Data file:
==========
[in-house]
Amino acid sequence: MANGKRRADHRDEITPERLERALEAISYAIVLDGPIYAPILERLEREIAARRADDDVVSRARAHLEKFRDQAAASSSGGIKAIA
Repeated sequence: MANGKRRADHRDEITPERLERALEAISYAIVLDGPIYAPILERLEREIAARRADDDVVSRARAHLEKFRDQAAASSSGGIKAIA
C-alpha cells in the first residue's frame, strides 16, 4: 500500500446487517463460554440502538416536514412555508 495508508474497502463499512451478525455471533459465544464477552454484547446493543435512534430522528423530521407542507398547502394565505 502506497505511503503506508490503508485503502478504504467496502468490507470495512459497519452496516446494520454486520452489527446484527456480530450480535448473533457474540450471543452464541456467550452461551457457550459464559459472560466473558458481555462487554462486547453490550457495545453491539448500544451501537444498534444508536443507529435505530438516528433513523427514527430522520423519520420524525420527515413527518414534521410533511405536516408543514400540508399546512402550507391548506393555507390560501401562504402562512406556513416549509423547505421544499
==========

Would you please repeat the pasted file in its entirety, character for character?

[in-house]
Amino acid sequence: MANGKRRADHRDEITPERLERALEAISYAIVLDGPIYAPILERLEREIAARRADDDVVSRARAHLEKFRDQAAASSSGGIKAIA
Repeated sequence: MANGKRRADHRDEITPERLERALEAISYAIVLDGPIYAPILERLEREIAARRADDDVVSRARAHLEKFRDQAAASSSGGIKAIA
C-alpha cells in the first residue's frame, strides 16, 4: 500500500446487517463460554440502538416536514412555508 495508508474497502463499512451478525455471533459465544464477552454484547446493543435512534430522528423530521407542507398547502394565505 502506497505511503503506508490503508485503502478504504467496502468490507470495512459497519452496516446494520454486520452489527446484527456480530450480535448473533457474540450471543452464541456467550452461551457457550459464559459472560466473558458481555462487554462486547453490550457495545453491539448500544451501537444498534444508536443507529435505530438516528433513523427514527430522520423519520420524525420527515413527518414534521410533511405536516408543514400540508399546512402550507391548506393555507390560501401562504402562512406556513416549509423547505421544499